When Lisa S. Jones got a phone call one summer morning that her mother suddenly passed, she decided then and there to live her best life every day, and she set out to create a legacy in her honor. A graduate with both an undergrad and master’s degree from Alabama A&M University and an advanced certification from the Tuck School of Business at Dartmouth, Jones knew she wanted to create a business that was inspiring, global and created value. She thought back to how that one communication of her mother’s passing changed her life and the importance of communication in our modern society. Aft er subscribing to 150 brands to study their email communications, it became abundantly clear to her: What if email could have personality? What if email could be brought to life with automatic video? And from there, EyeMail (eyemailinc.com) was born. Since this initial thought, Jones has put together a technical and leadership team that has created an impressive patent-pending marketing communications technology, which has gotten the attention of TBS/ WarnerMedia—its very first client— followed by Coca-Cola, Delta Air Lines, Porsche North America, Microsoft , Harvard University and many others. Jones, who is also currently enrolled at Harvard Business School while sitting as CEO, is excited for the future of EyeMail, aiming for its mass adaptation in the global marketplace.
Can you explain EyeMail for those not familiar?
We at EyeMail believe your messages deserve to be seen, heard and felt. An EyeMail full video (up to 60 seconds) plays automatically inside the email and mobile to increase customer engagement and conversions. It delivers at 15K in size with no downloads and performs with all email service provider systems. We have an iconic formula that helps brands extend their video storytelling to the email inbox to capture attention, engage audiences and inspire action to increase open and click-through rates and build a stronger bond to brand offerings.
What does EyeMail do for the community?
It empowers and stimulates growth to many sectors of business to our home city of Atlanta, and also globally. EyeMail was a member of the first cohort accelerator at Atlanta Tech Village, the nation’s fourth-largest tech hub. As EyeMail may be created in any language and delivered in seconds, the impact is vast, as any industry that sends out communications to internal and external stakeholders is an opportunity for an EyeMail to bring the communication to life to build engagement.
What are your future goals for EyeMail?
We want to align with more early adopters and market leaders in multiple industries globally, who are excited to explore new and innovative ways to communicate and engage with customers. These forward-thinking progressive brands seek to stand out from the inbox clutter and deliver experiences that inspire action. Additional future goals include the mass adoption of EyeMail in the global marketplace. I’m looking forward to video in email being the standard of personalized marketing communication for external customer-facing communications and internal employee engagement communications, and one day hearing, ‘Did you receive the EyeMail I sent today?’
Susannah Darrow; photo by Steven Thackston
Co-founder, Purpose Possible
Susannah Darrow is a modern leader and the co-founder of Purpose Possible (purposepossible.com), a consulting firm that specializes in fundraising and creating meaningful connections for the Atlanta community. Her résumé includes her service as District 2 arts and culture advisor to Atlanta City Council member Amir Farokhi and her selection as one of the Atlanta Business Chronicle’s 40 Under 40 for 2021. As her résumé continues on with leadership qualities and achievements, her work with Purpose Possible is what sets her apart from others as a cultivator of the next wave of Atlantans. By building awareness of the arts as a means to develop a more culturally engaged community, Darrow is helping voices across the city and beyond be heard. “One big dream is to expand our footprint outside of Georgia, and that step one of this expansion plan is launching this month with the opening of our mid-Atlantic office based in D.C. led by our dynamic new partner, Starsha Valentine,” explains Darrow. We wanted to know more about Purpose Possible’s journey and sat down with the trailblazer to find out exactly what is needed to become a modern leader today.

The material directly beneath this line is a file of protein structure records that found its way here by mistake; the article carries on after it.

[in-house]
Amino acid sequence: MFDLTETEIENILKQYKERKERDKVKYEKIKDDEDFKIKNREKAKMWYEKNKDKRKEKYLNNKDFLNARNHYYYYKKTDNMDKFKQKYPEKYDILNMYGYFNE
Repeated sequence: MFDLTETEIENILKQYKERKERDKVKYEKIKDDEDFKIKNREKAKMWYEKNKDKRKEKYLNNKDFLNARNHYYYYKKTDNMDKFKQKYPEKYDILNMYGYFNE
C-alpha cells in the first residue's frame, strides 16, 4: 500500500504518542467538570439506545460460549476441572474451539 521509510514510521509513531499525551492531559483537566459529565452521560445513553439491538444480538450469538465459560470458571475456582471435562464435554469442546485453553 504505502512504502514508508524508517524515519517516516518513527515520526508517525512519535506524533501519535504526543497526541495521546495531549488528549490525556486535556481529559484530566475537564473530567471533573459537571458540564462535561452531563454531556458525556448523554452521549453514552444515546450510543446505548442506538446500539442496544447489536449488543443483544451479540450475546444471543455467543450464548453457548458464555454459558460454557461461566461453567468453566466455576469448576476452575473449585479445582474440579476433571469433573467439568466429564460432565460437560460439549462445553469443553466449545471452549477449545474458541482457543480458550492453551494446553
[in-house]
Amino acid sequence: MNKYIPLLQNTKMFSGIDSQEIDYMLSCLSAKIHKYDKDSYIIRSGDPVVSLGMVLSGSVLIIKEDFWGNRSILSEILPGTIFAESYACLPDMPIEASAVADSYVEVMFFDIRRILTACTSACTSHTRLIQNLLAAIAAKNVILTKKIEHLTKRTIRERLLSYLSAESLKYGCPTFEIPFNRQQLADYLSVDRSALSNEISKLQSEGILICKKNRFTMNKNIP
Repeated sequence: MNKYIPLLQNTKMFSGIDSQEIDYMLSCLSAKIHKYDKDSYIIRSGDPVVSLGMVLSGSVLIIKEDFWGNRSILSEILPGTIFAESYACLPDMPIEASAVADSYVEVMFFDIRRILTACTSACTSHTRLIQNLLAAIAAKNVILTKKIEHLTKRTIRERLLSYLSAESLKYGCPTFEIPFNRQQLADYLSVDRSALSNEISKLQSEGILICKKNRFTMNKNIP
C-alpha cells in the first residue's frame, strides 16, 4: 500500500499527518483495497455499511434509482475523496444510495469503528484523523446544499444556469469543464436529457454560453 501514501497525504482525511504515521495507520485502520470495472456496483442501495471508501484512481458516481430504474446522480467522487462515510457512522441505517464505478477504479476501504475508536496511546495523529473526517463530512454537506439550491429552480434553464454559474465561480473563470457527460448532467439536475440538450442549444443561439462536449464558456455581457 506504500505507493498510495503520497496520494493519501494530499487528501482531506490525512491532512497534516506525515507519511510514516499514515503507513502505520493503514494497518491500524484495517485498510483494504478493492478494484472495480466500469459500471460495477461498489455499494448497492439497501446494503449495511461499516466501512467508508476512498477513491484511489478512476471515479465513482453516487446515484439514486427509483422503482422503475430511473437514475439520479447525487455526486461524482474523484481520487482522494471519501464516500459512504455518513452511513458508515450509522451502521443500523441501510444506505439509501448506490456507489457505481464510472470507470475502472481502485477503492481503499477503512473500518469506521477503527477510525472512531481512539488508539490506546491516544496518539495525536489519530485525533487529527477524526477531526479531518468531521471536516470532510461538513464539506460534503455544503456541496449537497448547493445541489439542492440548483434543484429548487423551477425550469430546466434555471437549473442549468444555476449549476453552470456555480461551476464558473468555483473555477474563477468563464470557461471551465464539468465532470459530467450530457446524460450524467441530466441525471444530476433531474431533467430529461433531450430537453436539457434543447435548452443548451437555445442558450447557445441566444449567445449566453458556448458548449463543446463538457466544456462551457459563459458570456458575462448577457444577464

When did you create Purpose Possible? What was that initial journey like?
We took a leap of faith and started our business in the middle of the pandemic. Our services were needed more than ever, as many nonprofits in metro Atlanta were facing enormous staffing and budget crises. Some days it feels like we are still building the plane while flying it, but that’s the fun in launching a business.
What characteristics does a modern leader possess?
Leaders today need to champion the diversity of voices and perspectives, but, beyond that, create a safe and supportive environment that everyone can truly thrive in.
How does Purpose Possible affect our Atlanta community and the surrounding areas?
Through a meaningful work environment, enabling organizations to increase their capacity and expand their reach and leverage our influence within the philanthropic community on systemic inequities, we provide positive impact.
Why did you create Purpose Possible, and who does it serve?
We empower mission-driven organizations, such as nonprofits and corporate social responsibility departments, to overcome roadblocks that prevent them from making their purpose possible.